While multidimensional poverty in Islamabad, Lahore, Karachi and Rawalpindi is below 10pc, it exceeds 90pc in Killa Abdullah, Harnai, Barkhan, Sherani Kohistan. Therefore, some Pakistani districts are as well-off as any developed country while others are on par with the poorest in sub-Saharan Africa,” report says. Oxfam’s another report titled Commitment to Reducing Inequality (CRI) ranks Pakistan at number 139 out of 152 countries. In spending on education, health and social protection, it is ranked on 146; progressive taxation is ranked at number 98 and labour rights is ranked at number 118. The table shows the gini coefficient in provinces of Pakistan for two different time periods, as gini coefficient is a measure of inequality and ranges from 0-1 and the two time periods are 1987-1988 and 2013-2014, according to which inequality has tend to increase in all regions of Pakistan except rural region of sindh, shown with a negative sign.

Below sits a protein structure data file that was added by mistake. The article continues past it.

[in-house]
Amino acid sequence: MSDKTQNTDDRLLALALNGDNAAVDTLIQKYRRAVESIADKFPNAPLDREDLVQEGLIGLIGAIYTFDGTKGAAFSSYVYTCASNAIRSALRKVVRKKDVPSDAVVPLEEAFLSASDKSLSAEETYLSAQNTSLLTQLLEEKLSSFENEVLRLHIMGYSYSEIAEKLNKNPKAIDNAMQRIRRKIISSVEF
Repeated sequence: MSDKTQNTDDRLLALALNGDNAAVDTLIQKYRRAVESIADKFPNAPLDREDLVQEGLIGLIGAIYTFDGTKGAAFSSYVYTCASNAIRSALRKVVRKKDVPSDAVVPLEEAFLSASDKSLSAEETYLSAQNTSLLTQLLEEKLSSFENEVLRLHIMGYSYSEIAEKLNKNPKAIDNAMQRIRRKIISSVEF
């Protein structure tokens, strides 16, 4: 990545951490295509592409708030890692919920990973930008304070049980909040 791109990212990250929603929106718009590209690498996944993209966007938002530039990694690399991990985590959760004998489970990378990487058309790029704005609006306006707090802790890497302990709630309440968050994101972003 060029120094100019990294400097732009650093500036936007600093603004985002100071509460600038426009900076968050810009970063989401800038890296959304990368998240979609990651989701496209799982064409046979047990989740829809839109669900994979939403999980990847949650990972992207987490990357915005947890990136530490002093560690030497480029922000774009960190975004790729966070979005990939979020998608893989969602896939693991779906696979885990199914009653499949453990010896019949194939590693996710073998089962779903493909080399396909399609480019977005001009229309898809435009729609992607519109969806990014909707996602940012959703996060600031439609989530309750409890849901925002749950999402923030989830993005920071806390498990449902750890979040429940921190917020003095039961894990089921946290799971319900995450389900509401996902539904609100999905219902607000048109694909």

The effect of income inequality on food pricing, this study can be termed as a quanti-lative study that is it includes both the qualitative as well as quantitative data. This study would be a great source of help for household consumers as it would give them a framework regarding their decision making, also enables them to see the role of different factors in price determination of food items.

The scope of this study is only limited to the city of Quetta, despite the fact that it can be conducted for the province of Balochistan but due to some constraints in terms of resources and time it is only conducted under the premises of Quetta.

Literature Review

To examine the relationship between prices and household income, Broda et al. use household-level data from the 2005 Nielsen “Homescan” dataset. This dataset contains information on food purchases made by 40,000 U.S. households.

Strength of the Nielsen dataset is that it includes price data, household income, and some other household characteristic data, and allows for direct comparisons of the prices paid for the same items (food products with the same UPC codes). However, both the price and household income data have considerable limitations. The price of each food item purchased by a household is either imputed by Nielsen based on average weekly prices paid at the store or directly entered by the household. As discussed further below, both processes for recording prices paid are subject to error.